So the truth is that Meyer's paper WAS peer-reviewed, and that Darwinists have invented the claim that it was not peer-reviewed or that there was wrongdoing regarding the publication of the article. Shermer, the famous skeptic, seems unwilling to apply his skepticism to anything the Darwinists say about this situation, blindly accepting the denials from Darwinists that any discrimination against ID took place, instead blaming the victim.
Shermer should just drop his attempts to defend the Smithsonian, but he doesn't, calling the attacks upon Sternberg part of Ben Stein's "case for conspiracy." So let's review the findings of a congressional staff investigation to see if there really was any discrimination against Dr. Sternberg (who holds two Ph.D.s in evolution), or if Shermer is right and this is all just a conspiracy inside the heads of Dr. Richard Sternberg, Ben Stein, the U.S. Office of Special Counsel, and a bunch of people working at Congress. The Congressional Staff Report found the following:
"I suppose we could call [Sternberg] on the phone and verbally ask him to do the right thing and resign?" (Dr. Jonathan Coddington)
"a face to face meeting or at least a "you are welcome to leave or resign" call with this individual, is in order." (Dr. Rafael Lemaitre)
"if [Sternberg] had any class he would either entirely desist or resign his appointment." (Dr. Jonathan Coddington)
"Sternberg is a well-established figure in anti-evolution circles, and a simple Google search would have exposed these connections." (Dr. Hans Sues)
"In a memo prepared on February 8, 2005, NMNH scientist Marilyn Schotte admitted that after publication of the Meyer paper, Dr. Coddington wanted to know "if Dr. Sternberg was religious." Dr. Schotte further admitted telling Coddington that Sternberg "was a Republican." Schotte even conceded that Coddington may have asked her whether Sternberg "was a fundamentalist" and whether "he was a conservative."" (Description of a memo is discussed in the Report)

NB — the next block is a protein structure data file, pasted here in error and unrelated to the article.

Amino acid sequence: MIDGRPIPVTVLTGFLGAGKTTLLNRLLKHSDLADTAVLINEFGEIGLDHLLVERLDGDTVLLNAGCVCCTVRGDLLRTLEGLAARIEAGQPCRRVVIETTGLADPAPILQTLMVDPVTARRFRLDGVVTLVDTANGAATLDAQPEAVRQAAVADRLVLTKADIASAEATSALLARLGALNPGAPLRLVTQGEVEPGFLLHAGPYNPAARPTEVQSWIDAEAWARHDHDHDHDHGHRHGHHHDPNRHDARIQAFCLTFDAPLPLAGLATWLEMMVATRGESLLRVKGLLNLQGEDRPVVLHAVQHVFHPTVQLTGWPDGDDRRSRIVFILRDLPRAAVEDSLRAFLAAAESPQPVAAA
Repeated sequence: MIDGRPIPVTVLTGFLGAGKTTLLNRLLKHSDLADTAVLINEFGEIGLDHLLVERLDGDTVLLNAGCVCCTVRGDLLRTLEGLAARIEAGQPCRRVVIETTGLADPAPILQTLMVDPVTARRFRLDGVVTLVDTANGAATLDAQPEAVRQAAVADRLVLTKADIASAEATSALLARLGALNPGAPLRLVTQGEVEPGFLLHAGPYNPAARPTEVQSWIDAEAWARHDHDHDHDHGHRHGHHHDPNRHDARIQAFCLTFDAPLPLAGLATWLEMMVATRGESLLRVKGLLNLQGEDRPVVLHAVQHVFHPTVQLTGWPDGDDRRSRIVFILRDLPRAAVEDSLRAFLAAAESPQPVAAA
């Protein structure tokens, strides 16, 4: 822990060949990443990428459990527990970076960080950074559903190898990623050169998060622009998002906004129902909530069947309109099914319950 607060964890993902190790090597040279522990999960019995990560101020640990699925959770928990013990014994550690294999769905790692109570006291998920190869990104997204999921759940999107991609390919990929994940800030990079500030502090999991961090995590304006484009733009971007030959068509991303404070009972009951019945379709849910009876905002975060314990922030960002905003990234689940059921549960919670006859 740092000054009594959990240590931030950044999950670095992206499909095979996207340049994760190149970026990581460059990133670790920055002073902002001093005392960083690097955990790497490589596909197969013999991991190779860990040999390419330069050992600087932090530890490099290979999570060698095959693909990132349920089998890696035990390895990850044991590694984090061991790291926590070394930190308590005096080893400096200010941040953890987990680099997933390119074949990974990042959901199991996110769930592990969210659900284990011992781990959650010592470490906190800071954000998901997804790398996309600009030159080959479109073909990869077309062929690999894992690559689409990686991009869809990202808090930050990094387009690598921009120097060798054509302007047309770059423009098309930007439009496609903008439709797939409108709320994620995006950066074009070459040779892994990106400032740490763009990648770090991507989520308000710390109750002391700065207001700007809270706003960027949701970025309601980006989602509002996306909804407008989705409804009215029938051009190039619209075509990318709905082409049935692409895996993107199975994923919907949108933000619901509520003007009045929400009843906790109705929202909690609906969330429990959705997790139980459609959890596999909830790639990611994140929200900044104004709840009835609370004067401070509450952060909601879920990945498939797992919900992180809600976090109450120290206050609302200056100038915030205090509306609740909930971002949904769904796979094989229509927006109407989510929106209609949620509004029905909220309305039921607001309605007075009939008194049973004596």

"From now on, I will keep an eye on Dr. (von) Sternberg, and I'd greatly appreciate it if you or other NCSE specialists could let me [know] about further activities by this gentleman in areas poutside [sic] crustacean systematics." (Dr. Hans Sues)Michael Shermer apparently has unlimited skepticism when it comes to the claims of Darwin-skeptics--he's unwilling to believe any of their statements that they have experienced persecution. But Dr. Sternberg summarized the discrimination taken against him as follows:
(For more details, see National Center for Science Education Asked to Spy for the Government According to Congressional Report.)
I was transferred from the supervision of a friendly sponsor (supervisor) at the Museum to a hostile one....I was twice forced to move specimens from my office space on short notice for no good reason, my name plate was removed from my office door, and eventually I was deprived of all official office space and forced to use a shared work area as my work location in the Museum....I was subjected to an array of new reporting requirements not imposed on other Research Associates....My access to the specimens needed for my research at the Museum was restricted. (My access to the Museum was also restricted. I was forced to give up my master key.)Rather than admit that any of this evidence exists, Shermer happily applies infinite skepticism to the persecuted, and withholds all skepticism from the statements of the persecutors: Shermer even e-mailed Jonathan Coddington, the chief persecutor of Richard Sternberg, asking him about the situation. It comes as no surprise that Coddington personally wrote back to Shermer claiming there was nothing to see here. In Coddington's words: "Sternberg was not discriminated against, was never dismissed, and in fact was not even a paid employee, but just an unpaid research associate who had completed his three-year term!" This is consistent with Coddington's prior behavior, as the congressional staff investigation's report concluded, "Given the factual record, the Smithsonian's pro-forma denials of discrimination are unbelievable." So are Shermer's denials.